The Art of Letting Go: Remedy for Stressful Holidays
By Joseph Brady
Can you worry yourself sick? You bet you can. As we head into the holiday season after a bitter election, many are dreading the political conversations with that crazy old uncle that every family seems to have. . If we don’t handle it well, we not only suffer rifts in the family fault lines we can actually weaken immune response and make ourselves sick.
Bruce Lee on the Art of Letting Go
Bruce Lee wrote that
“we should learn all we can about our arts, and then try to forget everything we learned so that a raw organic spontaneity can flow through us. Lao Tzu told us that we have to let go of what we think we are, so that we can be open to becoming what is trying to unfold through us. If I had to summarize Tai Chi, Qigong, and the Internal Arts into minimal words, I would call them The Art of Letting Go – and this is what Taoism is. It sounds much simpler than it is. Yet, when looking back, it is that simple, the simplest thing in the world. A wise man once wrote that ‘truth is always simple, but humanity will always stampede all over
simple truth trying to get to something more complicated.’
Letting Go of “Fight or Flight”
We have worked very hard to develop our “fast-paced world” and we thrive on the challenges presented by a highly productive society. We do not, however, want to continue functioning for the rest of the world at the expense of our own health. Redirecting stress and having a little balance in our lives may be the key to having it all. In ancient times the kind of stress faced by our ancestors was very different than that of today’s world. The fight-or-flight response developed when our ancestors faced an attack by a saber tooth tiger or a Roman legionnaire. Their systems released adrenaline and other stress hormones that enable muscles and the overall system to respond to and survive the immediate stress. It either worked right then and there … or it didn’t. Today the battles are being fought with well-dressed barbarians in the business world … battles between work and family commitments. Conflicts between lone individuals and huge institutions create ongoing stress. The result is a continuous release of these stress hormones.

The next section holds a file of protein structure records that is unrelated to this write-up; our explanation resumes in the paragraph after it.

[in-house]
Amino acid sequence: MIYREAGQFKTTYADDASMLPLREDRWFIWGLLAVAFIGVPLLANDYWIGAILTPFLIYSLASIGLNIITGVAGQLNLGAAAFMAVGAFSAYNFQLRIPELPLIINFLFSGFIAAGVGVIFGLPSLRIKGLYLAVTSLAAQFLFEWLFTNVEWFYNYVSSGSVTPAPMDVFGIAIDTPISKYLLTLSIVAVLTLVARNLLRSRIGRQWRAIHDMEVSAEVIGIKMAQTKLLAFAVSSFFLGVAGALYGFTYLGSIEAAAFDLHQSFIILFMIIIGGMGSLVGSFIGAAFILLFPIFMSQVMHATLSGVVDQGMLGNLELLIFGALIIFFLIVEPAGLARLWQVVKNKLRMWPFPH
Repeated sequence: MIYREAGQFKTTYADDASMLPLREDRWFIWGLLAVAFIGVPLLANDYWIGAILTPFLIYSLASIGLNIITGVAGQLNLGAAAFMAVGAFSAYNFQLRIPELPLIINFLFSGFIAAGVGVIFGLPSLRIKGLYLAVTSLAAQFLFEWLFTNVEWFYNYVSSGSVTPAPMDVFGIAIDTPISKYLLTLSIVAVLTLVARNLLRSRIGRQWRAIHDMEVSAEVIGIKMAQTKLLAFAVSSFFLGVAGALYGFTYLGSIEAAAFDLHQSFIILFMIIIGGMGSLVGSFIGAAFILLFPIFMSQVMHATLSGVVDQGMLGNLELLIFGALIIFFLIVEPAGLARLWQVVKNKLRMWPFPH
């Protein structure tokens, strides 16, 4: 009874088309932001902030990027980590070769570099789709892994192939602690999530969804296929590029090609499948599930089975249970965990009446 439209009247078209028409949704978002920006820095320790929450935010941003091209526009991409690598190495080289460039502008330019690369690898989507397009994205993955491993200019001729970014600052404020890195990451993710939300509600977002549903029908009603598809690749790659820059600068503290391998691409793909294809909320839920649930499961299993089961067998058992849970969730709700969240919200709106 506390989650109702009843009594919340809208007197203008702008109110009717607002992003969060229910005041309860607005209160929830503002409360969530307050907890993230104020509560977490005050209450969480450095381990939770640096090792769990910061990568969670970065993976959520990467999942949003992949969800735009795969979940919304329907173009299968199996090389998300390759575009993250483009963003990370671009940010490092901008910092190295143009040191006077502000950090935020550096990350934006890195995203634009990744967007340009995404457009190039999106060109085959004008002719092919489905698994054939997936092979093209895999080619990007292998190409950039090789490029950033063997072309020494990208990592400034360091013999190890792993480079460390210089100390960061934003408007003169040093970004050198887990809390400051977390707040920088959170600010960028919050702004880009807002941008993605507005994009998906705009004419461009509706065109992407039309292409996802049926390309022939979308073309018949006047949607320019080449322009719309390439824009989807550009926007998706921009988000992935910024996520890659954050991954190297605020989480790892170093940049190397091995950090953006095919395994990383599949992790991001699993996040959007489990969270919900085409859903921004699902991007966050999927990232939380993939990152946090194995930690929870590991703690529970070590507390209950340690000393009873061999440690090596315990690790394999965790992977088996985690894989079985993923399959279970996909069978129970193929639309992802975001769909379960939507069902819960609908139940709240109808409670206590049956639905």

We cannot and may not want to change our work-ethic culture, but we can change how we respond to it. Our continuous release of these stress hormones can be balanced by letting go. Meditation can be a very useful way to examine our own thoughts and gain insight into our own worst enemy — ourselves.
The Dirty Tricks Department
What we expect in life never fully matches up to what we experience. When the holidays don’t go the way we want, we feel disappointed and we suffer. The ego then tries to figure out why we are unhappy. It usually explains it away by dipping into the subconscious for old thinking patterns that explain why we are suffering. Negative thoughts about ourselves such as “I’m no good,” “I always get depressed during the holidays,” “I guess I’m just a rotten parent,” trap us in unhappiness because it doesn’t allow us to look for and to fix the real reasons we are unhappy. We get stuck like the kid with his hand caught in the cookie jar – unable to escape because we won’t let go of the cookie. Joan Borysenko, Director of the Mind/Body Clinic out of Harvard University, calls these thinking patterns mind traps,
“Doing it my way” and “rationalizing things” are two more of Joan Borysenko’s “dirty tricks department of the mind” that undermine our relationships with others. We spend so much energy insisting that our way is the right way, that we stifle those around us and create our own misery. Do we have to be right all the time? Would you rather be right or would you rather be happy?
“The holidays should be like this” or “I should have done that,” result from negative social expectations of what we think others think about us. “What will the neighbors think?” We tell ourselves that we can’t possibly be happy unless we do what society says will make us happy. When we let others rule our lives, we cannot possibly follow our hearts. While we need to be considerate of others, we do not need to meet their expectations to ensure our own enjoyment of the holiday season.